Wladimir Köppen

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The following article is from The Great Soviet Encyclopedia (1979). It might be outdated or ideologically biased.

Köppen, Wladimir


(also Vladimir Petrovich Keppen). Born Sept. 26 (Oct. 8), 1846, in St. Petersburg; died June 22, 1940, in Graz, Austria. Meteorologist and climatologist. Son of P. I. Keppen.

Köppen studied at St. Petersburg University. He worked at the Main Physics Observatory in St. Petersburg from 1872 to 1875 and at the German Naval Observatory in Hamburg from 1875 to 1919. He lived in Graz from 1919 to the end of his life. Köppen’s principal works are devoted to climatology, general and synoptic meteorology, and marine meteorology. He was also a pioneer in aerological research. He studied the climatic conditions of many regions of the earth, particularly the oceans, the frequency and movement of cyclones and anticyclones, the effect of solar activity on weather and climate, and climates of the past. Köppen is especially well known for his classification of the world’s climates, on which he worked from 1900 to 1920. Along with the Russian climatologist A. I. Voeikov and the Austrian meteorologist J. Hann, Köppen exerted a determining influence on the development of climatology at the end of the 19th and the beginning of the 20th century.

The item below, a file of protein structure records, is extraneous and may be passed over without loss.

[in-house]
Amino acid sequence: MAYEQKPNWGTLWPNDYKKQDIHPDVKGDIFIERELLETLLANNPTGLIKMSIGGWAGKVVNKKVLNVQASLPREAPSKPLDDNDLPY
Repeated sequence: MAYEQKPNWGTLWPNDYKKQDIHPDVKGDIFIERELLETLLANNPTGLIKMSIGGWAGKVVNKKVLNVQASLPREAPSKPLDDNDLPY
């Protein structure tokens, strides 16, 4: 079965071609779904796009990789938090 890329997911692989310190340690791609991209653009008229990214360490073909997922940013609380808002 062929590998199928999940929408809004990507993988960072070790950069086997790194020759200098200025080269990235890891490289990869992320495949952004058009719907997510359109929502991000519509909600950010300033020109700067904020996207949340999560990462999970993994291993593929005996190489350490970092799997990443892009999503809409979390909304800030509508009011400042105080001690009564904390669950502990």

Die Klimate der geologischen Vorzeit. Berlin, 1924.
Das geographische System der Klimate. Berlin, 1936. (Handbuch der Klimatologie, vol. 1, part C.)
In Russian translation: Klimatovedenie: Obshchee uchenie o klimate. St. Petersburg, 1912.
Osnovy klimatologii (Klimaty zemnogo shara). Moscow, 1938.


Berg, L. “Pamiati V. P. Keppena (1846–1940).” Izv. Vsesoiuznogo geograficheskogo obshchestva, 1941, vol. 73, issue 2.
Khromov, S. “Vladimir Keppen, 1846–1940.” Meteorologiia i gidrologiia, 1940, no. 11.


The Great Soviet Encyclopedia, 3rd Edition (1970-1979). © 2010 The Gale Group, Inc. All rights reserved.